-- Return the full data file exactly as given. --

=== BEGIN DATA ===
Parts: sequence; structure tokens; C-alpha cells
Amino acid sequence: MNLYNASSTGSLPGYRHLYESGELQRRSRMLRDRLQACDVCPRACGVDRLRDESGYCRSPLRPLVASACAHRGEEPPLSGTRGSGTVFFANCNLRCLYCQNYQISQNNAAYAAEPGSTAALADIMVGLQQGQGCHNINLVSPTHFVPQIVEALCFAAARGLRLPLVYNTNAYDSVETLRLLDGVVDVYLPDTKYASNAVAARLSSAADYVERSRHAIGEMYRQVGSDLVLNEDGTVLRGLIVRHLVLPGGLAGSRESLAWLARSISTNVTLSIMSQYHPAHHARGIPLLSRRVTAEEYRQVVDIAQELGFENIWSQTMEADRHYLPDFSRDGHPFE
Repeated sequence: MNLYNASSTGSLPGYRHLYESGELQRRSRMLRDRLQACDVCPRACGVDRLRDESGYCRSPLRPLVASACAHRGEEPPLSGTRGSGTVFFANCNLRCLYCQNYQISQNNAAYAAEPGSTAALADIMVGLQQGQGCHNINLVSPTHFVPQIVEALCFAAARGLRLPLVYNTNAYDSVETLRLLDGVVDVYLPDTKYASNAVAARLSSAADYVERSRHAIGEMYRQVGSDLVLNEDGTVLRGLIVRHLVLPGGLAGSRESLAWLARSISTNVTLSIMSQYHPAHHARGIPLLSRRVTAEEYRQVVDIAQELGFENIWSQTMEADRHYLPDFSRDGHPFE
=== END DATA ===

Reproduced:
Parts: sequence; structure tokens; C-alpha cells
Amino acid sequence: MNLYNASSTGSLPGYRHLYESGELQRRSRMLRDRLQACDVCPRACGVDRLRDESGYCRSPLRPLVASACAHRGEEPPLSGTRGSGTVFFANCNLRCLYCQNYQISQNNAAYAAEPGSTAALADIMVGLQQGQGCHNINLVSPTHFVPQIVEALCFAAARGLRLPLVYNTNAYDSVETLRLLDGVVDVYLPDTKYASNAVAARLSSAADYVERSRHAIGEMYRQVGSDLVLNEDGTVLRGLIVRHLVLPGGLAGSRESLAWLARSISTNVTLSIMSQYHPAHHARGIPLLSRRVTAEEYRQVVDIAQELGFENIWSQTMEADRHYLPDFSRDGHPFE
Repeated sequence: MNLYNASSTGSLPGYRHLYESGELQRRSRMLRDRLQACDVCPRACGVDRLRDESGYCRSPLRPLVASACAHRGEEPPLSGTRGSGTVFFANCNLRCLYCQNYQISQNNAAYAAEPGSTAALADIMVGLQQGQGCHNINLVSPTHFVPQIVEALCFAAARGLRLPLVYNTNAYDSVETLRLLDGVVDVYLPDTKYASNAVAARLSSAADYVERSRHAIGEMYRQVGSDLVLNEDGTVLRGLIVRHLVLPGGLAGSRESLAWLARSISTNVTLSIMSQYHPAHHARGIPLLSRRVTAEEYRQVVDIAQELGFENIWSQTMEADRHYLPDFSRDGHPFE